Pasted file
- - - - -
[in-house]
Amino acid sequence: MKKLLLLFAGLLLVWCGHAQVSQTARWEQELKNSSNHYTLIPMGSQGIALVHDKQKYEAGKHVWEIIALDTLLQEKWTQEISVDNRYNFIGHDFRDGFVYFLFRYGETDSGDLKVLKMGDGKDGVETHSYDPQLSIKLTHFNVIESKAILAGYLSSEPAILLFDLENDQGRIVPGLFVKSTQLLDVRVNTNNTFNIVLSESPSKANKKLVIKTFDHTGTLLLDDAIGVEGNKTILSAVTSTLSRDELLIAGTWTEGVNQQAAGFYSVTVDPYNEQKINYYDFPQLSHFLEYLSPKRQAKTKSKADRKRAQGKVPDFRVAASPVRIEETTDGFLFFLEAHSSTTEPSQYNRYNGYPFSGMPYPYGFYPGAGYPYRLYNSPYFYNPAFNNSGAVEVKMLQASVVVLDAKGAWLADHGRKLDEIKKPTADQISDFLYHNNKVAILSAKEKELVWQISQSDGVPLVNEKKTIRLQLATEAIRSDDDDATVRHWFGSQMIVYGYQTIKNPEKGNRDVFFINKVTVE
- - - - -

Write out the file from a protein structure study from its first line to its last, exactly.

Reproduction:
[in-house]
Amino acid sequence: MKKLLLLFAGLLLVWCGHAQVSQTARWEQELKNSSNHYTLIPMGSQGIALVHDKQKYEAGKHVWEIIALDTLLQEKWTQEISVDNRYNFIGHDFRDGFVYFLFRYGETDSGDLKVLKMGDGKDGVETHSYDPQLSIKLTHFNVIESKAILAGYLSSEPAILLFDLENDQGRIVPGLFVKSTQLLDVRVNTNNTFNIVLSESPSKANKKLVIKTFDHTGTLLLDDAIGVEGNKTILSAVTSTLSRDELLIAGTWTEGVNQQAAGFYSVTVDPYNEQKINYYDFPQLSHFLEYLSPKRQAKTKSKADRKRAQGKVPDFRVAASPVRIEETTDGFLFFLEAHSSTTEPSQYNRYNGYPFSGMPYPYGFYPGAGYPYRLYNSPYFYNPAFNNSGAVEVKMLQASVVVLDAKGAWLADHGRKLDEIKKPTADQISDFLYHNNKVAILSAKEKELVWQISQSDGVPLVNEKKTIRLQLATEAIRSDDDDATVRHWFGSQMIVYGYQTIKNPEKGNRDVFFINKVTVE